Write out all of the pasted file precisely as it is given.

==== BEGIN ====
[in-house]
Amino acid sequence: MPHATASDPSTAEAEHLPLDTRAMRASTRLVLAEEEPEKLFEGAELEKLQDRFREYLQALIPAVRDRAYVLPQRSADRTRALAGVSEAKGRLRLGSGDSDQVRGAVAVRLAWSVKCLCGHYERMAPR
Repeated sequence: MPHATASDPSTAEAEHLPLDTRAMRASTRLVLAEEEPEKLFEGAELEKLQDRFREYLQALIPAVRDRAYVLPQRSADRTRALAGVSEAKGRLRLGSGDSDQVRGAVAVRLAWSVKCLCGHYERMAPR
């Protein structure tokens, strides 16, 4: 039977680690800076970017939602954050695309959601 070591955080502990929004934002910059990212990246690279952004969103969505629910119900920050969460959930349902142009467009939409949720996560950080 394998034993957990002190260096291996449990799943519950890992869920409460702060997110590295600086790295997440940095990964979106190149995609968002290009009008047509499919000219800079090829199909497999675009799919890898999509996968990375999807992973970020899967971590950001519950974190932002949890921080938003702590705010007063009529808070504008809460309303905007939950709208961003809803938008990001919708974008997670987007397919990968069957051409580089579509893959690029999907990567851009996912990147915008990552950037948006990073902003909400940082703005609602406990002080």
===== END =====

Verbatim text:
[in-house]
Amino acid sequence: MPHATASDPSTAEAEHLPLDTRAMRASTRLVLAEEEPEKLFEGAELEKLQDRFREYLQALIPAVRDRAYVLPQRSADRTRALAGVSEAKGRLRLGSGDSDQVRGAVAVRLAWSVKCLCGHYERMAPR
Repeated sequence: MPHATASDPSTAEAEHLPLDTRAMRASTRLVLAEEEPEKLFEGAELEKLQDRFREYLQALIPAVRDRAYVLPQRSADRTRALAGVSEAKGRLRLGSGDSDQVRGAVAVRLAWSVKCLCGHYERMAPR
């Protein structure tokens, strides 16, 4: 039977680690800076970017939602954050695309959601 070591955080502990929004934002910059990212990246690279952004969103969505629910119900920050969460959930349902142009467009939409949720996560950080 394998034993957990002190260096291996449990799943519950890992869920409460702060997110590295600086790295997440940095990964979106190149995609968002290009009008047509499919000219800079090829199909497999675009799919890898999509996968990375999807992973970020899967971590950001519950974190932002949890921080938003702590705010007063009529808070504008809460309303905007939950709208961003809803938008990001919708974008997670987007397919990968069957051409580089579509893959690029999907990567851009996912990147915008990552950037948006990073902003909400940082703005609602406990002080």